Many students thoroughly enjoyed dressing up and altering their personality. Melody Mambo, sophomore, said, “It was a fun time because I got to experience my friends in a way I have never seen them before.”
While they had fun doing this for a day, students experienced the meaning of “The Importance of Being Earnest” in real life. “I learned how difficult it is to be someone that you’re not, and how much better it is to just be who you truly are,” shared Faith Evert, sophomore.
Jayce Treat, Student News Team
Photo by Erin Johnson
Campion Academy was among the first high schools in the nation to reopen for in-person classes on August 9. Now, eight weeks later, they’ve completed the first quarter without a positive COVID case.
School nurse, Jenny Gann, was instrumental in developing the health and safety policies which have helped Campion manage the risk of an outbreak. For starters, mask wearing is required at all times, even outdoors. Gann commented, “As frustrating as they can be, I believe masks and limiting our students coming on and off campus have been the main policies which have kept our students healthier this quarter.”
Residence hall students have only been able to leave campus with immediate family members, and trips off campus have been vastly reduced, which has limited the potential for community exposure. While some of these restrictions can be draining on students, Gann says, “I appreciate that the staff and students have been cooperative, so that we’ve been able to stay open.”
Teachers have had to adapt as well to social distancing and to managing an in-person classroom along with students joining on Zoom. Anytime a student experiences any type of viral symptoms, he or she must stay home or in their residence hall and is able to join classes remotely through Zoom, until they’ve been cleared through testing and/or nurse approval to rejoin their classes.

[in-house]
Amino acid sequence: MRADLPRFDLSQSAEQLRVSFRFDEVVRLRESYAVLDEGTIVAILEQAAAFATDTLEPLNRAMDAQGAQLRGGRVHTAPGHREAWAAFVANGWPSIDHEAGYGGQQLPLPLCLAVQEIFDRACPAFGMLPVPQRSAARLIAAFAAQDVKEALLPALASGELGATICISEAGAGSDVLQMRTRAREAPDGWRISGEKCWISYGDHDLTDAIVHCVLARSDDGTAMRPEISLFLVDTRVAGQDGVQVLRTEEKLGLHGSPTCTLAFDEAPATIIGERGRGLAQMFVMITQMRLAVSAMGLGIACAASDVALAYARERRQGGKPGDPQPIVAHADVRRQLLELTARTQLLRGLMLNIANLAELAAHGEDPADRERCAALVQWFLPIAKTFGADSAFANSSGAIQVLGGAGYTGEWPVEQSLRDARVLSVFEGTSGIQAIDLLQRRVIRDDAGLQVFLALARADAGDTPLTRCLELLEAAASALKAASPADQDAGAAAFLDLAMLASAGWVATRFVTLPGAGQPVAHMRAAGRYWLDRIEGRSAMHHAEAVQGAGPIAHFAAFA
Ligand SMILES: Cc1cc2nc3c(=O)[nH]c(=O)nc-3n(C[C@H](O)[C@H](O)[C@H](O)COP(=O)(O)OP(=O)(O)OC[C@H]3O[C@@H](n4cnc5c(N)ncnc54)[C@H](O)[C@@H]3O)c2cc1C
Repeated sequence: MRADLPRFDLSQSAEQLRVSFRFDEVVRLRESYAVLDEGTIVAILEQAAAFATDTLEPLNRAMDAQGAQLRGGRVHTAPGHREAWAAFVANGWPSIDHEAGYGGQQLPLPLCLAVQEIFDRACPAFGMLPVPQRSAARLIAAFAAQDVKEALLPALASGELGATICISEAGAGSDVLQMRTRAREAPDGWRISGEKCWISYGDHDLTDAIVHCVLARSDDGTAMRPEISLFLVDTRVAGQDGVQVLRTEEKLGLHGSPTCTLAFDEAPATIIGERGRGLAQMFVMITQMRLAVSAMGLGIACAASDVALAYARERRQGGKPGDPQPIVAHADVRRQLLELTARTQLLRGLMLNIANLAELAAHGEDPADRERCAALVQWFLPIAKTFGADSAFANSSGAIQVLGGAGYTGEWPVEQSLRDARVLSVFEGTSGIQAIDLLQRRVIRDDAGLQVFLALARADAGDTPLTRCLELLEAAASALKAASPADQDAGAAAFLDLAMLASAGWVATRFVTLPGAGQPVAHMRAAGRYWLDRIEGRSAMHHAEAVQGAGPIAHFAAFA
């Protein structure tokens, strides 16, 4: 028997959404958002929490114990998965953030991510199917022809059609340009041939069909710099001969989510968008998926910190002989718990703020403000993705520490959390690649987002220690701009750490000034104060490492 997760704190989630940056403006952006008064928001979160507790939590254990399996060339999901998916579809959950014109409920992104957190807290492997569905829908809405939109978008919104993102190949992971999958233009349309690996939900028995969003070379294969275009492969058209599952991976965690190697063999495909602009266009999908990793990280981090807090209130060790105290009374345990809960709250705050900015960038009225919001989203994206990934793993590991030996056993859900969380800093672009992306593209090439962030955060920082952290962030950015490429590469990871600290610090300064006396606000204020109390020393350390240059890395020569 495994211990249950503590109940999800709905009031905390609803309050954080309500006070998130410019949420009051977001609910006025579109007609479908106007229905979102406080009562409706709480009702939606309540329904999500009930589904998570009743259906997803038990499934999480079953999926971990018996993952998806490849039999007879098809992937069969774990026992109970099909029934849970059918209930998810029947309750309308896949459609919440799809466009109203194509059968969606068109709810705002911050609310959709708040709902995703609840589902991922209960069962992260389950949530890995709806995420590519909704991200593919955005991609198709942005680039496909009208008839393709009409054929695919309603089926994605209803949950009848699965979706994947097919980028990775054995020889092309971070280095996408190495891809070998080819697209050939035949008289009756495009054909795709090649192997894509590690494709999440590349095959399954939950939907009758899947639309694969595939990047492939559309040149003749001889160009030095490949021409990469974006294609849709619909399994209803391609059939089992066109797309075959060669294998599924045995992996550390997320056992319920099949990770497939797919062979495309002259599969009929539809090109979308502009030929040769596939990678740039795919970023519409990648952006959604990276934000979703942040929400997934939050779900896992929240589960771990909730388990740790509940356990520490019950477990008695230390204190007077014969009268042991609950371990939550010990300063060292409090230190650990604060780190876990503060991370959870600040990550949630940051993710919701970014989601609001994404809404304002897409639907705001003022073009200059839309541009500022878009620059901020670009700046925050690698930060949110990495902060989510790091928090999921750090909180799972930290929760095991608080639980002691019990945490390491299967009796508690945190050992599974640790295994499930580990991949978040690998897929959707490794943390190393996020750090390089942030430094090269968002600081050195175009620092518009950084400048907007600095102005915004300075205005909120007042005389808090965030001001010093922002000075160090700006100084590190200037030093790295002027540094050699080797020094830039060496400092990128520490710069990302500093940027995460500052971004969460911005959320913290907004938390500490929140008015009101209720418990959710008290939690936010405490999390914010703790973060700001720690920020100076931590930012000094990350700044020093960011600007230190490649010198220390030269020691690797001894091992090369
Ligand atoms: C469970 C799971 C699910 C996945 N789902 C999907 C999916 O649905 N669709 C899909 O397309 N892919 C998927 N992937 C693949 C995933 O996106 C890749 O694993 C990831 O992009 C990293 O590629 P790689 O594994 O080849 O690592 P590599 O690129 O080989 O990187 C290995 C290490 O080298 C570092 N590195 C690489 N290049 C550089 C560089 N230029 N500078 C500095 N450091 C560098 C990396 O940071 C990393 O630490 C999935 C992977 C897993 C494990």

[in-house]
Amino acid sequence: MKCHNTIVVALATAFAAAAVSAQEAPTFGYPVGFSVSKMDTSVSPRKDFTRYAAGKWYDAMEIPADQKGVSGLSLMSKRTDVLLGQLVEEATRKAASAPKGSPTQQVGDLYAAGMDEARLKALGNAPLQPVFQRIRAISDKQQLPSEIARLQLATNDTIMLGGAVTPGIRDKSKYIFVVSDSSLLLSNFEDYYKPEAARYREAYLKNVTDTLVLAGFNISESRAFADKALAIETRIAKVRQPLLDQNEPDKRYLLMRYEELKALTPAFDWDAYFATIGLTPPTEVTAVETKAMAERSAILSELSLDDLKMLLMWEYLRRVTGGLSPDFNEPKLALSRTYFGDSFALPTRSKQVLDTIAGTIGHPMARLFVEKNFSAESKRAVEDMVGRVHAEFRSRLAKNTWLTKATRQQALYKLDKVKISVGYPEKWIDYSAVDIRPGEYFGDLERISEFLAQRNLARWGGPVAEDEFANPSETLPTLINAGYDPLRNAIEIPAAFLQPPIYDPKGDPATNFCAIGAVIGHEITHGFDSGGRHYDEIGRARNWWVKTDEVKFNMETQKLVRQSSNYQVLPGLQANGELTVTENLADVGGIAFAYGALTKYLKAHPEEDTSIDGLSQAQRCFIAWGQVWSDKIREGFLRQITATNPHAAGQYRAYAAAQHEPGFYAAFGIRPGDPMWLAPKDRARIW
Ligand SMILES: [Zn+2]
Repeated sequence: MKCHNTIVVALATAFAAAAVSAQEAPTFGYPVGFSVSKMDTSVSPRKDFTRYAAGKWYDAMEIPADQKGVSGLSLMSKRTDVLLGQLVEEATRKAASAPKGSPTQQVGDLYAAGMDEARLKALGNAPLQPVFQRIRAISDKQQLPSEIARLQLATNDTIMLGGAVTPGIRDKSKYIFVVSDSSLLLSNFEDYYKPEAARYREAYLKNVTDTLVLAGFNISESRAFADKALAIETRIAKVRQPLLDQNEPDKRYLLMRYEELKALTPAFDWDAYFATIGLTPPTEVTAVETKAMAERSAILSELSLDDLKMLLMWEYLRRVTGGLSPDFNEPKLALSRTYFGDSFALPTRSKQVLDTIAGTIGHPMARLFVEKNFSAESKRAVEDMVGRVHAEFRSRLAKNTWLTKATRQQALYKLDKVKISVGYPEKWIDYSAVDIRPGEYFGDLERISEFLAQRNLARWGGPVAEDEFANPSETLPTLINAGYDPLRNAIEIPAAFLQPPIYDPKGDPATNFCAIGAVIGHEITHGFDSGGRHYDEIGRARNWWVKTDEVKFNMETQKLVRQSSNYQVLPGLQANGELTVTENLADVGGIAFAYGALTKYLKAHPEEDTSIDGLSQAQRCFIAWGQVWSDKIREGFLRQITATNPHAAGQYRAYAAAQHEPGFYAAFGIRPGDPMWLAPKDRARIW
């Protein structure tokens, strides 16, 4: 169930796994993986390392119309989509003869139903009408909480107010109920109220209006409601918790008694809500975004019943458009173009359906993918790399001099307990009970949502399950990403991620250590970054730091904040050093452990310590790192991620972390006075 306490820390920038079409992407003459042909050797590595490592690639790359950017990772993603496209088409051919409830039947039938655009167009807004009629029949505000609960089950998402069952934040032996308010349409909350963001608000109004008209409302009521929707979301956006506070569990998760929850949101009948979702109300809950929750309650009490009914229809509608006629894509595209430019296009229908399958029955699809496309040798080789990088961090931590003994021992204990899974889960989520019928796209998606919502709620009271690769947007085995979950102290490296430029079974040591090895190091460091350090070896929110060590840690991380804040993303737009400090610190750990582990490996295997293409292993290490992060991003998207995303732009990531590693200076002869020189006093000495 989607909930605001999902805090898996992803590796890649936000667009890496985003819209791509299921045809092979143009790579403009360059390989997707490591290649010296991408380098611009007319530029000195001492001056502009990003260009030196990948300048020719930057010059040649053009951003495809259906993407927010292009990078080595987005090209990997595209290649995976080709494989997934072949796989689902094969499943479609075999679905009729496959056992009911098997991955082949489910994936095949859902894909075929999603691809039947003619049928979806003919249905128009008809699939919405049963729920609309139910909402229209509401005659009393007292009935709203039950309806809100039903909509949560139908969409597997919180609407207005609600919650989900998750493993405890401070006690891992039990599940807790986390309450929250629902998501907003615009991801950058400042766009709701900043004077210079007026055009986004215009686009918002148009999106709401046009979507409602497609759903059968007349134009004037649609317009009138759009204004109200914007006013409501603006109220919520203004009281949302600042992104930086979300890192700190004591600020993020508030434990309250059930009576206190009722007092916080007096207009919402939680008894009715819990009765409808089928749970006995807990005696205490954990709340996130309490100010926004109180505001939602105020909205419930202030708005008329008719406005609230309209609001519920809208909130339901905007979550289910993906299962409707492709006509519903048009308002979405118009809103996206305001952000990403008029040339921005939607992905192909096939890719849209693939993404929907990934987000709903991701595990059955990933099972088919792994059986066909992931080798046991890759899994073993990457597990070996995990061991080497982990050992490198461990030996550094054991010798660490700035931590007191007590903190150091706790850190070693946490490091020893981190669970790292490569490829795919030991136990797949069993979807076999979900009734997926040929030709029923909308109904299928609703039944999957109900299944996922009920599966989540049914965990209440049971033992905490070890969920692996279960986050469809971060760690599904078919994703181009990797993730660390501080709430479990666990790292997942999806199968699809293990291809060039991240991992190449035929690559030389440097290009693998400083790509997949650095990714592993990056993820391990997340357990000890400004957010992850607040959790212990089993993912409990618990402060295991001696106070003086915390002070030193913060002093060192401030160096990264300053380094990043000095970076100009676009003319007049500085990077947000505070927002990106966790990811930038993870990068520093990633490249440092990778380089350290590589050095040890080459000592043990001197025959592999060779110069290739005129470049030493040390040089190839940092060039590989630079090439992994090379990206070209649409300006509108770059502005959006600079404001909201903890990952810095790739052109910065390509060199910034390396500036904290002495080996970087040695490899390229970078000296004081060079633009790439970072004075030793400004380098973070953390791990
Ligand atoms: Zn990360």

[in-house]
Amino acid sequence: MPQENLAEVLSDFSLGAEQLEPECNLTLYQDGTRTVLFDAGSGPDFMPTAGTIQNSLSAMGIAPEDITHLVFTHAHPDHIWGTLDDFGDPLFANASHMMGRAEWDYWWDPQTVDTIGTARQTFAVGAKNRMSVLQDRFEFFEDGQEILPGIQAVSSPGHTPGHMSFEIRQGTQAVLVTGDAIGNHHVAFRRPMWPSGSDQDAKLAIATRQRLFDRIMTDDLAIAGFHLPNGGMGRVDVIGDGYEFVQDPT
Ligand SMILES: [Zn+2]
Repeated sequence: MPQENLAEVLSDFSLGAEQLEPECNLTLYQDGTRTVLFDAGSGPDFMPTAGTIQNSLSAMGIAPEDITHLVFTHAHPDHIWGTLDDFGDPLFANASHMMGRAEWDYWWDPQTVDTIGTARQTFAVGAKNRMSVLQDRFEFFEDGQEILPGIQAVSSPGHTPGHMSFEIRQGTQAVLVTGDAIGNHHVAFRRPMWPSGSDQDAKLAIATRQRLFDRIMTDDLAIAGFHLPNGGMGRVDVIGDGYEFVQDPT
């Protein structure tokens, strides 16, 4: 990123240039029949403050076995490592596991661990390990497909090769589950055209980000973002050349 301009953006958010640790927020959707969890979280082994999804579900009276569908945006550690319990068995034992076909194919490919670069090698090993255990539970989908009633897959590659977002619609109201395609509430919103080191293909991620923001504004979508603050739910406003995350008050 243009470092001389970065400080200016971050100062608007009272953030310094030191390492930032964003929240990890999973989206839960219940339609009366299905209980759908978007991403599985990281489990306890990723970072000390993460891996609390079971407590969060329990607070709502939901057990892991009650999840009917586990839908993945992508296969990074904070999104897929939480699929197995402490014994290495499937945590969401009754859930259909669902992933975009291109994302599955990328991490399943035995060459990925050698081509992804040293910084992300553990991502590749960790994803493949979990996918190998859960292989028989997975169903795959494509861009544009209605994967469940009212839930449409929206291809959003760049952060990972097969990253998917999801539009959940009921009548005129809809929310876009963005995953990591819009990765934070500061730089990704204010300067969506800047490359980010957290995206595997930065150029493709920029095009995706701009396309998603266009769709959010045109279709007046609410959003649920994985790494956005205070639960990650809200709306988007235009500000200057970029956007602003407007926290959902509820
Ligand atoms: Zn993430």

Erin Johnson, Literature and Geography teacher, comments, “I think the challenge is trying to be creative with the restraints. I’m typically a teacher that puts students in groups, so I have to be creative in getting students to work together without being physically close.”
With all the added precautions and bumps in the road, has in-person education been worth the risk? “Definitely,” said Johnson. “The kids value our spiritual programming and having in-person help from a teacher. Just being able to see each other’s eyes face to face is valuable. It’s hard to have that ‘ah-ha’ moment, or connection, through a screen.”
Principal Donavan Reeder commented, "I am so proud of our staff, students and families. It has been difficult to navigate all of the restrictions. I am amazed at the creativity of our teachers in delivering education with these challenges. Students and families have been understanding and cooperative. Our Spiritual Life team has been faced with challenges for spiritual programming, but the efforts are worth it. We can see God's Spirit moving on our campus as we seek to Know Him and Show Him."
While Campion can celebrate this milestone, the administration recognizes that the fight is not over. Students were able to return home for a much anticipated break last week, but with that, the risk of COVID exposure was increased at the start of the second quarter.
Gann comments, “It is easy to let our guards down because we’ve been safe so far, but diligence in wearing our masks, washing our hands, keeping our distance, all of those difficult things, is extremely important right now.”
Principal Reeder further said, “I am grateful to God for His watching over us as he promised in Psalms 91, and we ask for everyone to keep us in your prayers for the rest of the school year.”
As students have returned from the break, Campion plans to continue the second quarter as they did the first: with diligence.
Jill Harlow, Communication Director
UPDATE: With 10 days left in the semester, Campion has still had no COVID-19 cases.